One final thought: the publicist can’t build a platform for you or get coverage without you. You have to be committed to it—you’re the key to success. The publicist can help you with her professional knowledge, but in the end it comes down to whether you’re willing to do the work or not.
Working with Your Publisher’s Publicist
Publishers respond to authors who promote themselves. As you promote your book, keep your editor and publicist in the loop. Let them know what you’re doing and how they can help. They’ll often respond with time and money if you take the lead. They put their time and money where it will pay off, so you just need to show them that investing in you will benefit them.
The Big Tour
Most book authors dream of doing the grand book promotion tour, where they sign books for crowds of adoring fans thronging venues from L.A. to New York. Of course, most book authors also know this is a ridiculous fantasy but they’re unsure what the reality is.
The reality is that a typical book signing—author sits at table, signs books for people who buy it—sells four books. Yup. All that time, energy and money, and you sell four books. Of course, having a book signing at a store does encourage the management to order copies of your book and they’ll sell more copies of it before and after your appearance, and they’ll put your name in the newsletter, but all in all a plain vanilla book signing is not very effective promotion.
Better promotion is to have an author event, where you actually do something that people would be interested in watching or learning about. For instance, show how to create a recipe from your cookbook. I’ve done martial arts and self defense demonstrations. If you’re inventive and creative, you can think of something fun to do that will attract a crowd for your author event at the local bookstore.
Writers also arrange virtual tours where they “visit” blogs in their subject matter to promote their book through Q&As, guest posts and giveaways. Like a real-world book tour, these can require a lot of time and produce few books sales. You have to focus on where you will get the most attention for your efforts.
Talks, Seminars and Workshops
Giving talks and presenting workshops can become the most effective promotion of all. For example, you can give a talk at your local library. You can give workshops for Chamber of Commerce members. If you write children’s books, you can visit schools and talk about your stories and about what a writer does. Depending on your subject, you can give talks, workshops and seminars to corporations and individuals across the country (even around the world.) You can offer teleseminars, podcasts and webinars.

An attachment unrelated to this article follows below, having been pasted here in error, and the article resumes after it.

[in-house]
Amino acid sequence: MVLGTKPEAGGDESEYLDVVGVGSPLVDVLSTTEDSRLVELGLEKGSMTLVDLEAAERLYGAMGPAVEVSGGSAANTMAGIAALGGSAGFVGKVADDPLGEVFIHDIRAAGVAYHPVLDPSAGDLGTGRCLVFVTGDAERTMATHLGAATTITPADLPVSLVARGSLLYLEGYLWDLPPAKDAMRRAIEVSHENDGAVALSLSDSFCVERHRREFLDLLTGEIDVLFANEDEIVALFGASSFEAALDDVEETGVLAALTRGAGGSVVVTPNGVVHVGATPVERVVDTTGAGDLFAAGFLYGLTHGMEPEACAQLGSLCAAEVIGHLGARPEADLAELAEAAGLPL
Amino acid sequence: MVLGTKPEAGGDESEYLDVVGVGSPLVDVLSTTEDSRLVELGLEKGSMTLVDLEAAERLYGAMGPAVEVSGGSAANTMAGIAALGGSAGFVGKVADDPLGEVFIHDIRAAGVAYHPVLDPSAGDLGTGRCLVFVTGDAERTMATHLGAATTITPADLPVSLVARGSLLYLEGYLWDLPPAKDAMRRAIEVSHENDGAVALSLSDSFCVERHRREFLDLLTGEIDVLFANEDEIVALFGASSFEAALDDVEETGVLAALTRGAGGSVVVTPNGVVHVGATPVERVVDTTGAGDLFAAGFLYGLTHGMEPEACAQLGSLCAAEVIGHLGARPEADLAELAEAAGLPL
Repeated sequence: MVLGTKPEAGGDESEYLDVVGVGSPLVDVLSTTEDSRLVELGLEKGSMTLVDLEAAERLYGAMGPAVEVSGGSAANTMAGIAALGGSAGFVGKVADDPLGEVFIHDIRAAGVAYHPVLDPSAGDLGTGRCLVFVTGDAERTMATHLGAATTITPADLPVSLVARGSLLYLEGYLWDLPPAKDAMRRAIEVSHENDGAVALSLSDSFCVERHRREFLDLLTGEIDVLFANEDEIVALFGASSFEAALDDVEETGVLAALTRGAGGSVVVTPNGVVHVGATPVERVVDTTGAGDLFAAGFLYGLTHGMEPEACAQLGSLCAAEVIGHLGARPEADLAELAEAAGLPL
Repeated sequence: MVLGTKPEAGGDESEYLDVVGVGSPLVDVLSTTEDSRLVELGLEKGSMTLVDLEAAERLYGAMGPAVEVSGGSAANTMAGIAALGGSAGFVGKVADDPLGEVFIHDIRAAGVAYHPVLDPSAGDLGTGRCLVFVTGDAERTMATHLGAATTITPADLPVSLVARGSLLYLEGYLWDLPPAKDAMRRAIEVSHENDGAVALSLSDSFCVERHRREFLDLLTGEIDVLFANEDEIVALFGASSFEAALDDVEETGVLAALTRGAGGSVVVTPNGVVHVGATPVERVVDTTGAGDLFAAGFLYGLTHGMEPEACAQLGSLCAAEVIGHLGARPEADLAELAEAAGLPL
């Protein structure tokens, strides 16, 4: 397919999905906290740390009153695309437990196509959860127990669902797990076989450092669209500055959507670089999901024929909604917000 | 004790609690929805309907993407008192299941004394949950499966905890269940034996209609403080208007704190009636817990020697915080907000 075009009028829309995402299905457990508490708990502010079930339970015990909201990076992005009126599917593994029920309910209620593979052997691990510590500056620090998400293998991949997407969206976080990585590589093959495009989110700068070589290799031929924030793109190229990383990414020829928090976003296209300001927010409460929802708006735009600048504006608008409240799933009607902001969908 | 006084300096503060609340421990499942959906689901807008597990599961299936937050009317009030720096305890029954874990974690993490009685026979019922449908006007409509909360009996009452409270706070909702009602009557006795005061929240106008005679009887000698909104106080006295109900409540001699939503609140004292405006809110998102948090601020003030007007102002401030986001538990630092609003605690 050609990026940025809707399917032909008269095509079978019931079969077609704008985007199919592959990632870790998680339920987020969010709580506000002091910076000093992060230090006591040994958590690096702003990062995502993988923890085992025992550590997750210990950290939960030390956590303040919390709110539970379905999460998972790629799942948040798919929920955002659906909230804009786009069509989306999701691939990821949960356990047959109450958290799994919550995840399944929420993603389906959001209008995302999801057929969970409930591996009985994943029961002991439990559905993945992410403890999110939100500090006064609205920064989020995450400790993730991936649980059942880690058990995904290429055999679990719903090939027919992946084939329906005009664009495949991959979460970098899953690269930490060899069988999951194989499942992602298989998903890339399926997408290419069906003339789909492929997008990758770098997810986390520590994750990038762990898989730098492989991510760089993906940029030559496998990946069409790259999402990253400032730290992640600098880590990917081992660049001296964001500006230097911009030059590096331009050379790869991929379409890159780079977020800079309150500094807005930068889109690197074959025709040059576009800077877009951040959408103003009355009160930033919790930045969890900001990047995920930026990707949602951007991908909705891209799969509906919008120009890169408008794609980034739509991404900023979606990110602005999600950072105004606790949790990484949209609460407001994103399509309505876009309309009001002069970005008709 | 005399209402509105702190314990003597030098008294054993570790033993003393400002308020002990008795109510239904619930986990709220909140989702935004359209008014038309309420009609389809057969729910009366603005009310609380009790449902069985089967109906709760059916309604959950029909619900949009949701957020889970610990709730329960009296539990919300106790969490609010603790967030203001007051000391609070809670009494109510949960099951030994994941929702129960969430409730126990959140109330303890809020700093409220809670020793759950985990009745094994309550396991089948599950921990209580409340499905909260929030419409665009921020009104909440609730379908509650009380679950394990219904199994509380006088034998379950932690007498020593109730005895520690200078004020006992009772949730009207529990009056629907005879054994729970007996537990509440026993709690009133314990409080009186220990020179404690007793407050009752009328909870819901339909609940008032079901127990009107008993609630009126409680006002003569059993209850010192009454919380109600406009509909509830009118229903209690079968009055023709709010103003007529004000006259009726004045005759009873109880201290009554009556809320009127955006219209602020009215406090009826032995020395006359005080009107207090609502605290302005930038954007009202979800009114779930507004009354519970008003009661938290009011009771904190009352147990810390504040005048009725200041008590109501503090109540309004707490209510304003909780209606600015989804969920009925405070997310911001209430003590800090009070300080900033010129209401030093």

The advantage of giving talks and workshops is that you can promote your books at them. In many cases, you can charge a fee that covers your time and the cost of your book, so that every attendee gets one. Some writers actually make more money giving talks and workshops than they do writing and selling their books.
While you may not feel that giving a talk at a library meeting with seven people attending will rocket you to fame and glory, remember that the process of promotion is a process of creating relationships with people. So if you do a good job, an audience member will notice and may think of you for a conference she’s organizing. This has happened to me. I’ve been asked to keynote big conferences as a result of speaking at a local event.
However, remember that your efforts should not go unrewarded. If the venue isn’t going to pay you and won’t let you sell your books, you’d be better off spending your time finding a venue that will pay you and will let you sell your books. If you take too many itty-bitty speaking engagements, it may interfere with your ability to get larger speaking engagements. Always be sure to know what you’re getting out of any promotional activity before you agree to do it.
Once you have some experience under your belt, you can put on your own workshops and seminars. That is, instead of waiting for people to invite you to present at their meetings, you can create your own events, from booking the venue to advertising the event to collecting money at the door. Some speakers never get to this stage, being perfectly happy to pull down several thousand dollar speaking fees and letting others worry about the headaches. But some speakers find this an effective way to promote themselves and their work and put some money in their pockets.
I’m sure you have many other questions about the writing and publishing process. Please explore the blog to help you find answers to your questions. And of course I welcome inquiries sent to me at jennifer at jenniferlawler dot com.